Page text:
RSPB Northern Ireland is appealing for local people to help them build up a picture of the number of swifts across the country.
Swifts are amazing birds which travel around 12,000 miles every year from Africa to the UK and Ireland to feed and breed.
They are acrobatic masters, swooping high through the skies with their distinctive scythe-shaped wings. In fact, they are such adept fliers that they eat and sleep on the wing, not touching the ground unless they are raising chicks.
Swifts like to nest in the cracks and crevices of buildings, high up in the eaves. They pair for life, meeting up each spring at the same nest site which is ‘renovated’ and reused year after year.
Unfortunately, as old buildings are fixed up or demolished, these sites are often lost.
That means can be difficult for a displaced pair to find a new suitable place in time to lay eggs and raise a brood before it’s time to head back to warmer climes in August.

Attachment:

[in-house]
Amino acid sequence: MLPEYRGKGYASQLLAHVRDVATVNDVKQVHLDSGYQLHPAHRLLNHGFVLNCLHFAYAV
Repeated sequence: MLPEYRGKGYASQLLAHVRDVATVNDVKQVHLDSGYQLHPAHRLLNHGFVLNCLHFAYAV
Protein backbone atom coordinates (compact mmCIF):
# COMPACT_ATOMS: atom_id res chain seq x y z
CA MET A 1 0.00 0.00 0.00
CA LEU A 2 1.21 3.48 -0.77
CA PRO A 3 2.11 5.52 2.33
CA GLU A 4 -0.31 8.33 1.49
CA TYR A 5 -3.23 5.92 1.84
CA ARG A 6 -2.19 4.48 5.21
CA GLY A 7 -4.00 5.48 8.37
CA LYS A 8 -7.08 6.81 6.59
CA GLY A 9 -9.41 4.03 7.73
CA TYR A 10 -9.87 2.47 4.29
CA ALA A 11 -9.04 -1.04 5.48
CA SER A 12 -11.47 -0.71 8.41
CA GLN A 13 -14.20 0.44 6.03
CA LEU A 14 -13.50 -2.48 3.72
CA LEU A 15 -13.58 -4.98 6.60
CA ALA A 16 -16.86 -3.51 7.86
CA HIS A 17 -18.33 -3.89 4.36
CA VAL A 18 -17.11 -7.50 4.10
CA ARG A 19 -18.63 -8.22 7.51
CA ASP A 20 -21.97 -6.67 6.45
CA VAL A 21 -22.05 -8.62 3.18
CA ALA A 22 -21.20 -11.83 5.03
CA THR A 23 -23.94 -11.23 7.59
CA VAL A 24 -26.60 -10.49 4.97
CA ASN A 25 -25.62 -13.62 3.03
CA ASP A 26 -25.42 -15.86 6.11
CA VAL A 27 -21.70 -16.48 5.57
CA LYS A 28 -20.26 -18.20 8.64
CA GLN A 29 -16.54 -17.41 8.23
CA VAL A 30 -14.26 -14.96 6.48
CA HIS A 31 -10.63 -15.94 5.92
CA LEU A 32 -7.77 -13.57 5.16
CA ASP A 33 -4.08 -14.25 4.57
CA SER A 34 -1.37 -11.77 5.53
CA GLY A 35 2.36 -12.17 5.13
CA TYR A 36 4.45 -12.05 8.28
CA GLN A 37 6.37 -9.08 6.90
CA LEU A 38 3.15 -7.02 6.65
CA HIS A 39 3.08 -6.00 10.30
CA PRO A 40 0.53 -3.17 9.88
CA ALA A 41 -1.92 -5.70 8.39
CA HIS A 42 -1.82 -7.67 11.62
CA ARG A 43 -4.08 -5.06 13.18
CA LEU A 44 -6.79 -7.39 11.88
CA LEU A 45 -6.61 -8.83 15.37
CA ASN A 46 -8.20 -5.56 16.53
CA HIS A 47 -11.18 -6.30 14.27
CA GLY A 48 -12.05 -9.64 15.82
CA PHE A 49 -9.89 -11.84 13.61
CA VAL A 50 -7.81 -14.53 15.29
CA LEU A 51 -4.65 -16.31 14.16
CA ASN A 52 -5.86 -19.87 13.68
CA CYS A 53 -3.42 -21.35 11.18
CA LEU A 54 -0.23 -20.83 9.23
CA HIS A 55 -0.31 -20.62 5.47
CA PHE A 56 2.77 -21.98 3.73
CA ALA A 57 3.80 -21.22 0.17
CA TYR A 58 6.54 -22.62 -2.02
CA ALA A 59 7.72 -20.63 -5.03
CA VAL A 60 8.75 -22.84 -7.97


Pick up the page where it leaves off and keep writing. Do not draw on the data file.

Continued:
The population of swifts in the UK has declined dramatically in recent years and, as a result, the species is now amber-listed (of medium conservation concern).
In order to help them, the RSPB first needs to know where they’ve been spotted and where they’re nesting.
Look out for low-level, roof-height screaming groups of swifts (that means they’re breeding nearby) or where you’ve seen swifts nesting - perhaps entering a roof or hole in a building. The best time to look is around dusk on a warm, still evening, or early morning.
The charity is urging people to log their findings at www.rspb.org.uk/applications/swiftsurvey. If you haven’t seen or heard any swifts in your area, this is also important information!